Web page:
While some analysts believe MGM Resorts International’s “asset-light” strategy could help boost its stock, others worry the company could be facing long-term risks by selling valuable assets.
On Wednesday, Chairman and CEO Jim Murren told investors the company would continue to look into selling off various real estate. This comes shortly after the company agreed to a sale-leaseback of the Bellagio and sold off its Circus Circus property entirely.
In a Wednesday note from Stifel, analyst Steven Wieczynski questioned whether the company’s operation strategy “is in the best long-term interest of its stakeholders.”
Setting a blueprint
On Oct. 15, MGM announced that it would be selling the real estate of the Bellagio to The Blackstone Group and leasing it back for an initial annual rent of $245 million. The deal is expected to close this quarter, with MGM receiving a 5 percent ownership stake in the joint venture and around $4.2 billion in cash. That same day, the company said it had agreed to sell Circus Circus to TI-owner Phil Ruffin for $825 million.
Murren said those transactions were key steps to MGM’s plan, but “by no means the end.”
“The Bellagio real estate transaction represents more to us than a smart financial deal. It provides a likely blueprint for the future,” Murren said during the third-quarter earnings call. “In fact, a process to monetize the real estate related to the MGM Grand Las Vegas is now well underway and we anticipate sharing more of that with you before the end of this year.”
The company is contemplating similar deals with Aria, Vdara, MGM Springfield in Massachusetts and its affiliated real estate investment trust, MGM Growth Properties.
Following the call, notes from analysts started pouring in, bearing a mix of opinions.
Union Gaming analyst John DeCree beleives the further monetization of real estate would “likely allow the company to continue accelerating its share repurchase activity, which we believe will continue to act as a catalyst for the stock,” according to a Thursday note.
J.P.Morgan analyst Joseph Greff said in a Wednesday note that MGM’s commitment to monetize its assets will allow it to become an operating company “with very manageable traditional leverage.”
But others worry that selling off real estate could hurt the company in the long run.
‘Not entirely sold’ on the decisions
Deutsche Bank gaming analyst Carlo Santarelli said selling off real estate would heighten MGM’s risk profile, especially in this phase of the economic cycle.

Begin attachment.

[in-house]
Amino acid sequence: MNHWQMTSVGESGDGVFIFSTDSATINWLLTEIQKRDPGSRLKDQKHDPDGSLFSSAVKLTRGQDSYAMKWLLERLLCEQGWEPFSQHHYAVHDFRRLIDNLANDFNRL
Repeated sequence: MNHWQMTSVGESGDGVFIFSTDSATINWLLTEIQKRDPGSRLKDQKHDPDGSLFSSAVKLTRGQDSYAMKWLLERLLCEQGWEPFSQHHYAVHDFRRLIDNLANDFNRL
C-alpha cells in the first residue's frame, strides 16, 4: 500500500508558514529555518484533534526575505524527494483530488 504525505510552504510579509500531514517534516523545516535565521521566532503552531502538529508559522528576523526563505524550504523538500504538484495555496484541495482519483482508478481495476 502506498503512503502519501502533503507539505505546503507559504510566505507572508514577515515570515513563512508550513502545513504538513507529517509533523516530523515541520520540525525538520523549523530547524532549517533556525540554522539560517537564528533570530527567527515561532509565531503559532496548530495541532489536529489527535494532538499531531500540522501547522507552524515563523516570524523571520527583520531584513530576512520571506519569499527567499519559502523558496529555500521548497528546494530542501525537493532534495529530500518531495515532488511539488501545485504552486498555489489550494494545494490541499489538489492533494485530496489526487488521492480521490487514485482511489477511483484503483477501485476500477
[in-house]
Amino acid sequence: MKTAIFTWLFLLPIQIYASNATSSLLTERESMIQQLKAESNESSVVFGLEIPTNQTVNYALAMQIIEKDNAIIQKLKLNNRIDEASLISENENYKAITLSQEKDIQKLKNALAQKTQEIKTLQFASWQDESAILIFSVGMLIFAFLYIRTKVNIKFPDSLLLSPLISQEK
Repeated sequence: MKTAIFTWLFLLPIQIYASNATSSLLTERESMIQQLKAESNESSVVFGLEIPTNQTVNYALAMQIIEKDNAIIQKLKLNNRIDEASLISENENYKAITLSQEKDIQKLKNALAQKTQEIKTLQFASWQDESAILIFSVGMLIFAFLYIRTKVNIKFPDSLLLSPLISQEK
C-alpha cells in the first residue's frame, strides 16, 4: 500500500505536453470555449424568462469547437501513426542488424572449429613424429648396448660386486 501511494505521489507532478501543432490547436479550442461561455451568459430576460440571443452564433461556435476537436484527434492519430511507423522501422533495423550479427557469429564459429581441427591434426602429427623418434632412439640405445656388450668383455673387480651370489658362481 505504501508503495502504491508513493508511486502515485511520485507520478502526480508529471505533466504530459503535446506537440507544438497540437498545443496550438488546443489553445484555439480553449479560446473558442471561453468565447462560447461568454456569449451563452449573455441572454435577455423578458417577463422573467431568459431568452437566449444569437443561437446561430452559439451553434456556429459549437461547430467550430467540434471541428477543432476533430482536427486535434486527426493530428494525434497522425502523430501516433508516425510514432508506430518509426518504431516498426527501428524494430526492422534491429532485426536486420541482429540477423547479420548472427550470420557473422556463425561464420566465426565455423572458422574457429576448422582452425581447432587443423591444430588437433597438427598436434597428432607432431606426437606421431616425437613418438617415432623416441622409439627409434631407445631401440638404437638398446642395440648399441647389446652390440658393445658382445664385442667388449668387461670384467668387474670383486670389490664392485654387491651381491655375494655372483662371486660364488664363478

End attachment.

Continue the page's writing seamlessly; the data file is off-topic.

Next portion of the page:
This would “ultimately offset the potential value creation stemming from MGM achieving higher multiples from real estate sales,” according to a Thursday note from Santarelli.
Wieczynski said Stifel analysts have “mixed emotions” on the investment plans. While he was optimistic about the margin improvement across MGM’s portfolio and management’s commitment to reduce leverage and pursue shareholder-friendly initiatives, he believes the company’s decision to monetize its Strip real estate is “short-sighted.”
That is “one key element of the new strategy that does not resonate with us,” he said in the note.
Real estate sales introduce elevated long-term risk by robbing the company of its “most stable tangible asset” and “downside protection vehicle,” according to Wieczynski.
“Given management’s prior missteps, we are not entirely sold on the decisions from a timing or execution perspective,” he said in the note. “We would contend the overwhelming majority of the business lies in the hard assets that MGM is electing to sell.”
Along with Santarelli, Wieczynski pointed to economic indicators that a recession could hit the U.S. within the next few years. He said investors will have to think “long and hard” about how to value MGM’s asset-light operations, especially considering that a majority of those operations are in Las Vegas — a market that has been volatile during previous economic downturns.
While MGM’s plan could create significant value for present day shareholders, Wieczynski said, “it significantly detracts from the longer-term story, particularly when considering we are entering the tenth year of an accommodative macro-economic backdrop.”